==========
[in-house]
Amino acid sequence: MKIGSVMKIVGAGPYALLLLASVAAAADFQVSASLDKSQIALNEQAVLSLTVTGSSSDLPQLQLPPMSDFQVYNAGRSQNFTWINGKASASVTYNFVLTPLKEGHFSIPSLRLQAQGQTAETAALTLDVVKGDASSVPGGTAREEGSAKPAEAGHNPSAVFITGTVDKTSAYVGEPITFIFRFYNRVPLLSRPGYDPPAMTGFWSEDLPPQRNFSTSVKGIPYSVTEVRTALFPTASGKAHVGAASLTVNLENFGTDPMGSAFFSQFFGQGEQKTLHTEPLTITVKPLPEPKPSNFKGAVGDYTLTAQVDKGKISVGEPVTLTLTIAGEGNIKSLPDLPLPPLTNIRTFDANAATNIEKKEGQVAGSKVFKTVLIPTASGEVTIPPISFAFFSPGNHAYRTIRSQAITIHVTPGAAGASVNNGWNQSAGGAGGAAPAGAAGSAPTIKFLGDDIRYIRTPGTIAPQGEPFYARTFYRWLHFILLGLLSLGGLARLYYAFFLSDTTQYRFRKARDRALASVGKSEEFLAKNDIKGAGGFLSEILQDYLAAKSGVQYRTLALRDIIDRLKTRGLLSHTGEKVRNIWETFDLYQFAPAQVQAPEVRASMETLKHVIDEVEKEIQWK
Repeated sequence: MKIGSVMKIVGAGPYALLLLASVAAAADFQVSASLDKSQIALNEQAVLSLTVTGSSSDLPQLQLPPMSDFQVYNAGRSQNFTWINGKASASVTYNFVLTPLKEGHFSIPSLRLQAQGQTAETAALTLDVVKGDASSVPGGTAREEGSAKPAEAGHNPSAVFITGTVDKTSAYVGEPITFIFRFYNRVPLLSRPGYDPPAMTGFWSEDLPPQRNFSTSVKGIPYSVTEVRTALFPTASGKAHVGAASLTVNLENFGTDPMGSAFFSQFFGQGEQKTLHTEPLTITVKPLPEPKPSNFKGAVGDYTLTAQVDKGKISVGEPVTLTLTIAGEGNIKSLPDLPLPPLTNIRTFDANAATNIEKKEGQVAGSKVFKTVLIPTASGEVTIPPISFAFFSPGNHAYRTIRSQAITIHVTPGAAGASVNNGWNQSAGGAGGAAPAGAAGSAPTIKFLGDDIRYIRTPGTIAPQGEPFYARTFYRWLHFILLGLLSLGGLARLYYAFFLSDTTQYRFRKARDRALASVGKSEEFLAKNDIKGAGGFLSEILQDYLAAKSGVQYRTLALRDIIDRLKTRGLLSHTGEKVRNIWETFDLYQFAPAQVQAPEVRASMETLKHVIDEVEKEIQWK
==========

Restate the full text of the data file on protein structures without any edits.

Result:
[in-house]
Amino acid sequence: MKIGSVMKIVGAGPYALLLLASVAAAADFQVSASLDKSQIALNEQAVLSLTVTGSSSDLPQLQLPPMSDFQVYNAGRSQNFTWINGKASASVTYNFVLTPLKEGHFSIPSLRLQAQGQTAETAALTLDVVKGDASSVPGGTAREEGSAKPAEAGHNPSAVFITGTVDKTSAYVGEPITFIFRFYNRVPLLSRPGYDPPAMTGFWSEDLPPQRNFSTSVKGIPYSVTEVRTALFPTASGKAHVGAASLTVNLENFGTDPMGSAFFSQFFGQGEQKTLHTEPLTITVKPLPEPKPSNFKGAVGDYTLTAQVDKGKISVGEPVTLTLTIAGEGNIKSLPDLPLPPLTNIRTFDANAATNIEKKEGQVAGSKVFKTVLIPTASGEVTIPPISFAFFSPGNHAYRTIRSQAITIHVTPGAAGASVNNGWNQSAGGAGGAAPAGAAGSAPTIKFLGDDIRYIRTPGTIAPQGEPFYARTFYRWLHFILLGLLSLGGLARLYYAFFLSDTTQYRFRKARDRALASVGKSEEFLAKNDIKGAGGFLSEILQDYLAAKSGVQYRTLALRDIIDRLKTRGLLSHTGEKVRNIWETFDLYQFAPAQVQAPEVRASMETLKHVIDEVEKEIQWK
Repeated sequence: MKIGSVMKIVGAGPYALLLLASVAAAADFQVSASLDKSQIALNEQAVLSLTVTGSSSDLPQLQLPPMSDFQVYNAGRSQNFTWINGKASASVTYNFVLTPLKEGHFSIPSLRLQAQGQTAETAALTLDVVKGDASSVPGGTAREEGSAKPAEAGHNPSAVFITGTVDKTSAYVGEPITFIFRFYNRVPLLSRPGYDPPAMTGFWSEDLPPQRNFSTSVKGIPYSVTEVRTALFPTASGKAHVGAASLTVNLENFGTDPMGSAFFSQFFGQGEQKTLHTEPLTITVKPLPEPKPSNFKGAVGDYTLTAQVDKGKISVGEPVTLTLTIAGEGNIKSLPDLPLPPLTNIRTFDANAATNIEKKEGQVAGSKVFKTVLIPTASGEVTIPPISFAFFSPGNHAYRTIRSQAITIHVTPGAAGASVNNGWNQSAGGAGGAAPAGAAGSAPTIKFLGDDIRYIRTPGTIAPQGEPFYARTFYRWLHFILLGLLSLGGLARLYYAFFLSDTTQYRFRKARDRALASVGKSEEFLAKNDIKGAGGFLSEILQDYLAAKSGVQYRTLALRDIIDRLKTRGLLSHTGEKVRNIWETFDLYQFAPAQVQAPEVRASMETLKHVIDEVEKEIQWK